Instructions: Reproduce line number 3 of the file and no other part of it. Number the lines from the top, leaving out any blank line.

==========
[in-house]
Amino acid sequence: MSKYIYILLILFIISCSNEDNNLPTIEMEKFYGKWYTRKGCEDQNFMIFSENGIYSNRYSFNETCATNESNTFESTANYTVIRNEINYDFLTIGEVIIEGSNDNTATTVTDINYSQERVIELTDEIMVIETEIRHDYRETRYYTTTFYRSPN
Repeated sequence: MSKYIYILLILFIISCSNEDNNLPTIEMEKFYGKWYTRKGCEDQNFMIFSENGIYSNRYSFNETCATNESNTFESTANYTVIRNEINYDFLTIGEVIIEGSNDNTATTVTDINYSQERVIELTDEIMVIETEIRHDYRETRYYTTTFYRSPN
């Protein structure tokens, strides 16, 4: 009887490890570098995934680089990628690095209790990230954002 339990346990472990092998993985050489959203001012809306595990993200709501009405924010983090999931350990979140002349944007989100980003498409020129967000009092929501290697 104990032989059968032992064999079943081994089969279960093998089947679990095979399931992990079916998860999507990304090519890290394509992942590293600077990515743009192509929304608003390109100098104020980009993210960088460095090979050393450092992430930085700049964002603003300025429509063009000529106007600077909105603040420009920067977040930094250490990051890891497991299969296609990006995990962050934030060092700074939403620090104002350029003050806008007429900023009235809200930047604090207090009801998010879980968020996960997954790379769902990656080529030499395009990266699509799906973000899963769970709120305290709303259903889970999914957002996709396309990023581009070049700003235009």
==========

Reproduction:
Repeated sequence: MSKYIYILLILFIISCSNEDNNLPTIEMEKFYGKWYTRKGCEDQNFMIFSENGIYSNRYSFNETCATNESNTFESTANYTVIRNEINYDFLTIGEVIIEGSNDNTATTVTDINYSQERVIELTDEIMVIETEIRHDYRETRYYTTTFYRSPN